9. ^ a b Nadia Drake, Archaeoacoustics: Tantalizing, but fantastical,, 17 February 2012
  10. ^ "Chavín de Huántar Archaeological Acoustics Project: Stanford Ph.D. Dissertation in Archaeoacoustics". Retrieved 2017-09-04.
  11. ^ Jennie Cohen, Did the Maya Build Chirping Pyramids?,, 17 November 2010
  12. ^ David Lubman, Archaeological acoustic study of chirped echo from the Mayan pyramid at Chichen Itza, in the Yucatan Region of Mexico ... Is this the world's oldest known sound recording?,, 13 October 1998
  13. ^ Paul Devereux and Tony Richardson, 'Stone Age Soundtracks: The Acoustic Archaeology of Ancient Sites', Vega, 2001.
  14. ^ "Faculty of Music - Dr Ian Cross". Archived from the original on 2013-08-23. Retrieved 2017-09-04.
  15. ^ Till, Rupert; Cornelia Kleinitz; Brenda Baker (January 2015). "Archaeology and acoustics of rock gongs in the ASU BONE concession above the Fourth Nile Cataract, Sudan: A preliminary report". ResearchGate. Sudan Archaeological Research Society. Retrieved 29 September 2016.
  16. ^ Iegor Reznikoff and Michel Dauvois, Bulletin de Ia Societe Prehistonque Francaise (85. 238-246; 1988).
  17. ^ "Songs of the Caves". Songs of the Caves. Retrieved 2017-09-04.
  18. ^ Díaz-Andreu, M. and García Benito, C. 2012. Acoustics and Levantine Rock Art: Auditory Perceptions in La Valltorta Gorge (Spain). Journal of Archaeological Science 39: 3591-3599.
  19. ^ Díaz-Andreu, M. and García Benito, C. 2015. Acoustic rock art landscapes: a comparison between the acoustics of three Levantine rock art areas in Mediterranean Spain. Rock Art Research 32: 46-62.
  20. ^ Díaz-Andreu, M., García Atiénzar, G., García Benito, C. and Mattioli, T. 2017. Do you hear what I see? Analyzing visuality and audibility through alternative methods in the rock art landscape of the Alicante mountains. Journal of Anthropological Research 73: 181-213.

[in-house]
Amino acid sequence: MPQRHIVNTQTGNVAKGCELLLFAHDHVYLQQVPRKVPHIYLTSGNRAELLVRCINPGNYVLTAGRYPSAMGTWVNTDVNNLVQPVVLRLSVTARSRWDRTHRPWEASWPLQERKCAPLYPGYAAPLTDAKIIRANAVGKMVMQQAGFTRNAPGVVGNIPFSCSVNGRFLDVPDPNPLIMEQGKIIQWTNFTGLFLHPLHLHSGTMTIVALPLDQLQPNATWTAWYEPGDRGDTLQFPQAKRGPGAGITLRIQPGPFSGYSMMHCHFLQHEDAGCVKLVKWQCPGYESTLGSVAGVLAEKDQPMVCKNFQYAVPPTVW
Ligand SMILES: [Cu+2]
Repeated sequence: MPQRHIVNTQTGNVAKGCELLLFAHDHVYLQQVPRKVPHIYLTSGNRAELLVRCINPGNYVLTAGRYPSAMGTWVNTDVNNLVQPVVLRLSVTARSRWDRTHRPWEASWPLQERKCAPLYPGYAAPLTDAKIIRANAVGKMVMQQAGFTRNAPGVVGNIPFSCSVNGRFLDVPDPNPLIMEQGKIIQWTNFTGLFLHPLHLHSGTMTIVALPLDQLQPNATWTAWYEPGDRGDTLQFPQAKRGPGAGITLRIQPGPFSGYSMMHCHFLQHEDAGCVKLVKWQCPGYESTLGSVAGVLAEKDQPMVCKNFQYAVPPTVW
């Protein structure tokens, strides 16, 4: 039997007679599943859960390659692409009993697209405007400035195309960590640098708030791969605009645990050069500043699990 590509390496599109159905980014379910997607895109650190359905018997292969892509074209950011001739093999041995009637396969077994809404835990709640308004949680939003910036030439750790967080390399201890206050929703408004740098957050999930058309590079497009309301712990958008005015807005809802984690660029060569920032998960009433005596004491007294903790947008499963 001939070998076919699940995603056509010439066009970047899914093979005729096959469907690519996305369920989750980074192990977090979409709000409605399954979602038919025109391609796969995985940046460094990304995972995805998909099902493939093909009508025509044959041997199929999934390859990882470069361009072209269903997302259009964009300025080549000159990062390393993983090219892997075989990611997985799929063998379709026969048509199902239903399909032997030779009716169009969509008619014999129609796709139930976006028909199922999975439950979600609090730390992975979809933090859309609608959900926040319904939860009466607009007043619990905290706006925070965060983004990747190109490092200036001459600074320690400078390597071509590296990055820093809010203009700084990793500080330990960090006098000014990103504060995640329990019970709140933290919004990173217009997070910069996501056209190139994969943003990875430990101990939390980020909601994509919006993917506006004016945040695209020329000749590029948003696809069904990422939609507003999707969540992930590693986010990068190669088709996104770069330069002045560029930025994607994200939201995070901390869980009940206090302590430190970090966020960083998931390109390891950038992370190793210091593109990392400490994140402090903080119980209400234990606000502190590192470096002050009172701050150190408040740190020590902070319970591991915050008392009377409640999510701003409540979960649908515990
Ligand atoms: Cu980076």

21. ^ Mattioli, T. and Díaz-Andreu, M. 2017. Hearing rock art landscapes. A survey of the acoustical perception in the Sierra de San Serván area in Extremadura (Spain). Time and Mind 10: 81-96
  22. ^ Mattioli, T. and Díaz-Andreu, M. 2017. Mattioli, T., Farina, A., Armelloni, E., Hameau, P. and Díaz-Andreu, M. 2017. Echoing landscapes: echolocation and the placement of rock art in the Central Mediterranean. Journal of Archaeological Science 83: 12-25
  23. ^ "Aristotle University of Thessaloniki - Psifiothiki: Record#124480: Did Hades accept visitors? The acoustical properties of the underground crypt of the Acheron Nekromanteion, Preveza, Greece". Archived from the original on 2013-10-20. Retrieved 2017-09-04.
  24. ^ "Warning - Aristotle University of Thessaloniki - Psifiothiki" (PDF). Retrieved 2017-09-04.
  25. ^ "Aristotle University of Thessaloniki - Psifiothiki: Record#127565: An approach into the acoustic evolution of ancient Odea". Archived from the original on 2013-10-20. Retrieved 2017-09-04.
  26. ^ Reijs, V.M.M., MegaSound: Sound in Irish megalithic buildings, First Pan-American/Iberian Meeting on Acoustics, 2002, Session 3aAA2, page 2284.
  27. ^ ” Alex Marshall, Music of the ages, Wired, August 2016, p.111
  28. ^ David E.H., Jones (1982), The Inventions of Daedalus: A Compendium of Plausible Schemes, W.H. Freeman & Company, ISBN 978-0-7167-1412-5
  29. ^ Woodbridge, R.G. (August 1969), "Acoustic Recordings from Antiquity", Proceedings of the IEEE, 57 (8): 1465–1466, doi:10.1109/PROC.1969.7314
  30. ^ Kleiner, Mendel; Åström, Paul (1993), "The Brittle Sound of Ceramics - Can Vases Speak?", Archeology and Natural Science, 1: 66–72
  31. ^ Ancient Voices Recorded Onto Pottery,, 2006
  32. ^ Peirce, C. S. (manuscript circa 1902), "Reason's Rules," Collected Papers vol. 5 (1934), paragraph 542. The quote is from near the end.